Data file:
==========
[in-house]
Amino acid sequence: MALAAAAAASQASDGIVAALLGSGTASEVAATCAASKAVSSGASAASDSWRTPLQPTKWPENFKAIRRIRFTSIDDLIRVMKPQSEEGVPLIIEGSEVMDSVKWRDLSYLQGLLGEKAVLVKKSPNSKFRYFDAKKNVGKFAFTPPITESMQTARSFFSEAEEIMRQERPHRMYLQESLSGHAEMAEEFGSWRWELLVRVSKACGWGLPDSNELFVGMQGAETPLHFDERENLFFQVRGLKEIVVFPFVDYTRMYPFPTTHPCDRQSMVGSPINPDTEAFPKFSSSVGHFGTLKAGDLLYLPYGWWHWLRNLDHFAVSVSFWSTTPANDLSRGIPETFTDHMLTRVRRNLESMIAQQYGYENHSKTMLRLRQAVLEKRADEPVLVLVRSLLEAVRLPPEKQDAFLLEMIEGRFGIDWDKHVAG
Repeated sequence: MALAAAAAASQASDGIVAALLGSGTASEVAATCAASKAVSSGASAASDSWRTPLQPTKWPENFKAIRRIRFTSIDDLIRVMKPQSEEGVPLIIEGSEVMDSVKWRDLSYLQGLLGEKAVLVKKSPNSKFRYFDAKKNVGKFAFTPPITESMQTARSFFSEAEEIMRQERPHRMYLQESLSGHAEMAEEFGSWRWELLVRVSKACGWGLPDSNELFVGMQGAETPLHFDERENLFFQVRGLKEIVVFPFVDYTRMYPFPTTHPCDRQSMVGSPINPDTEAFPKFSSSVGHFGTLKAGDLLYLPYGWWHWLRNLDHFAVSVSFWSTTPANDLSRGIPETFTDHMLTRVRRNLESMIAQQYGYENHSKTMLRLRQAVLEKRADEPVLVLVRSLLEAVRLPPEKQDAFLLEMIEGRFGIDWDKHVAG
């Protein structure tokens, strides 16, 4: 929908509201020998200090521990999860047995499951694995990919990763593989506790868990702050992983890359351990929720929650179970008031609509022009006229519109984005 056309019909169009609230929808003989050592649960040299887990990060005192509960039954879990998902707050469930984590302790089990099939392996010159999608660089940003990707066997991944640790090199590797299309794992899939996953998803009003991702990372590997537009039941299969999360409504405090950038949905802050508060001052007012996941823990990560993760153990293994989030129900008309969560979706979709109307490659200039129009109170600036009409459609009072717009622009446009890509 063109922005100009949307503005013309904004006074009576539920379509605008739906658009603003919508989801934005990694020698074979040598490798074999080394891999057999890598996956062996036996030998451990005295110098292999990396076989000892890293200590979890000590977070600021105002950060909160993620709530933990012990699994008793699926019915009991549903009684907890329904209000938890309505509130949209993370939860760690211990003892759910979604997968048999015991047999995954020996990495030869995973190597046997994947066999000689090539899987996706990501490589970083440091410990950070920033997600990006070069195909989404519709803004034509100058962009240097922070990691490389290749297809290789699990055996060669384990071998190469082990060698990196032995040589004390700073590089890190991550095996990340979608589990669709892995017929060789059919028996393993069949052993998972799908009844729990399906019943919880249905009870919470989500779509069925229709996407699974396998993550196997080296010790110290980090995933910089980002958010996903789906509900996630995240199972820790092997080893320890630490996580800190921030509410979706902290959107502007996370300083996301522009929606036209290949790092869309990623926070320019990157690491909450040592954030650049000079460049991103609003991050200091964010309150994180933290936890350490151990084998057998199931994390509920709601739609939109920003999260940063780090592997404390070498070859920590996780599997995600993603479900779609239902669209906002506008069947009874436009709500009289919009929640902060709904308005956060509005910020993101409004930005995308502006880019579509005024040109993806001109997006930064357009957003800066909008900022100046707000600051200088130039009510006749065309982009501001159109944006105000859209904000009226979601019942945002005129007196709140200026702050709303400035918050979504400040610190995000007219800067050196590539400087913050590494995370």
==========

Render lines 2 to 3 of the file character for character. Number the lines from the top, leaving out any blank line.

Amino acid sequence: MALAAAAAASQASDGIVAALLGSGTASEVAATCAASKAVSSGASAASDSWRTPLQPTKWPENFKAIRRIRFTSIDDLIRVMKPQSEEGVPLIIEGSEVMDSVKWRDLSYLQGLLGEKAVLVKKSPNSKFRYFDAKKNVGKFAFTPPITESMQTARSFFSEAEEIMRQERPHRMYLQESLSGHAEMAEEFGSWRWELLVRVSKACGWGLPDSNELFVGMQGAETPLHFDERENLFFQVRGLKEIVVFPFVDYTRMYPFPTTHPCDRQSMVGSPINPDTEAFPKFSSSVGHFGTLKAGDLLYLPYGWWHWLRNLDHFAVSVSFWSTTPANDLSRGIPETFTDHMLTRVRRNLESMIAQQYGYENHSKTMLRLRQAVLEKRADEPVLVLVRSLLEAVRLPPEKQDAFLLEMIEGRFGIDWDKHVAG
Repeated sequence: MALAAAAAASQASDGIVAALLGSGTASEVAATCAASKAVSSGASAASDSWRTPLQPTKWPENFKAIRRIRFTSIDDLIRVMKPQSEEGVPLIIEGSEVMDSVKWRDLSYLQGLLGEKAVLVKKSPNSKFRYFDAKKNVGKFAFTPPITESMQTARSFFSEAEEIMRQERPHRMYLQESLSGHAEMAEEFGSWRWELLVRVSKACGWGLPDSNELFVGMQGAETPLHFDERENLFFQVRGLKEIVVFPFVDYTRMYPFPTTHPCDRQSMVGSPINPDTEAFPKFSSSVGHFGTLKAGDLLYLPYGWWHWLRNLDHFAVSVSFWSTTPANDLSRGIPETFTDHMLTRVRRNLESMIAQQYGYENHSKTMLRLRQAVLEKRADEPVLVLVRSLLEAVRLPPEKQDAFLLEMIEGRFGIDWDKHVAG